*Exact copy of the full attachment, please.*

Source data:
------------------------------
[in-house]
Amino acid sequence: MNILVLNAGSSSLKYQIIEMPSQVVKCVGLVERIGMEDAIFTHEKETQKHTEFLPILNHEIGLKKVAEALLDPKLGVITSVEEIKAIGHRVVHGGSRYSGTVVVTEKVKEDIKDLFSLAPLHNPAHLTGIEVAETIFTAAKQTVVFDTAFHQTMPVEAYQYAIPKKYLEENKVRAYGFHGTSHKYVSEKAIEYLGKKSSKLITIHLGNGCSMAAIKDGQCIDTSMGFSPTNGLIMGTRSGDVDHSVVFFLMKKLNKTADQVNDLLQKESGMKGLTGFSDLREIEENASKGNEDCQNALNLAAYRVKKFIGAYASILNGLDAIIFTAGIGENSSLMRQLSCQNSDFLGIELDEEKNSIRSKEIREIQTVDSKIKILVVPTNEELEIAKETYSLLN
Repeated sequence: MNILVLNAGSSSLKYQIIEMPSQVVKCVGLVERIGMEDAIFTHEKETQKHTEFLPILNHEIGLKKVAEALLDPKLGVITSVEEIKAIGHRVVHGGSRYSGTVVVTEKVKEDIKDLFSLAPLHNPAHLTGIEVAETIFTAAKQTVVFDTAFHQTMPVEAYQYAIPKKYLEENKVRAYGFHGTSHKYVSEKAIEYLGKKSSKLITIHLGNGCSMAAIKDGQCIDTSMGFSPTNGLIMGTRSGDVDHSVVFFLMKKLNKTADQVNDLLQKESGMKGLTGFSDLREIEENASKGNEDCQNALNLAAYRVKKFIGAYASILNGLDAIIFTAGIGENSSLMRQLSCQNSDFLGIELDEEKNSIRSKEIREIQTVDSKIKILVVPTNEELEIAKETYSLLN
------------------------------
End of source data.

[in-house]
Amino acid sequence: MNILVLNAGSSSLKYQIIEMPSQVVKCVGLVERIGMEDAIFTHEKETQKHTEFLPILNHEIGLKKVAEALLDPKLGVITSVEEIKAIGHRVVHGGSRYSGTVVVTEKVKEDIKDLFSLAPLHNPAHLTGIEVAETIFTAAKQTVVFDTAFHQTMPVEAYQYAIPKKYLEENKVRAYGFHGTSHKYVSEKAIEYLGKKSSKLITIHLGNGCSMAAIKDGQCIDTSMGFSPTNGLIMGTRSGDVDHSVVFFLMKKLNKTADQVNDLLQKESGMKGLTGFSDLREIEENASKGNEDCQNALNLAAYRVKKFIGAYASILNGLDAIIFTAGIGENSSLMRQLSCQNSDFLGIELDEEKNSIRSKEIREIQTVDSKIKILVVPTNEELEIAKETYSLLN
Repeated sequence: MNILVLNAGSSSLKYQIIEMPSQVVKCVGLVERIGMEDAIFTHEKETQKHTEFLPILNHEIGLKKVAEALLDPKLGVITSVEEIKAIGHRVVHGGSRYSGTVVVTEKVKEDIKDLFSLAPLHNPAHLTGIEVAETIFTAAKQTVVFDTAFHQTMPVEAYQYAIPKKYLEENKVRAYGFHGTSHKYVSEKAIEYLGKKSSKLITIHLGNGCSMAAIKDGQCIDTSMGFSPTNGLIMGTRSGDVDHSVVFFLMKKLNKTADQVNDLLQKESGMKGLTGFSDLREIEENASKGNEDCQNALNLAAYRVKKFIGAYASILNGLDAIIFTAGIGENSSLMRQLSCQNSDFLGIELDEEKNSIRSKEIREIQTVDSKIKILVVPTNEELEIAKETYSLLN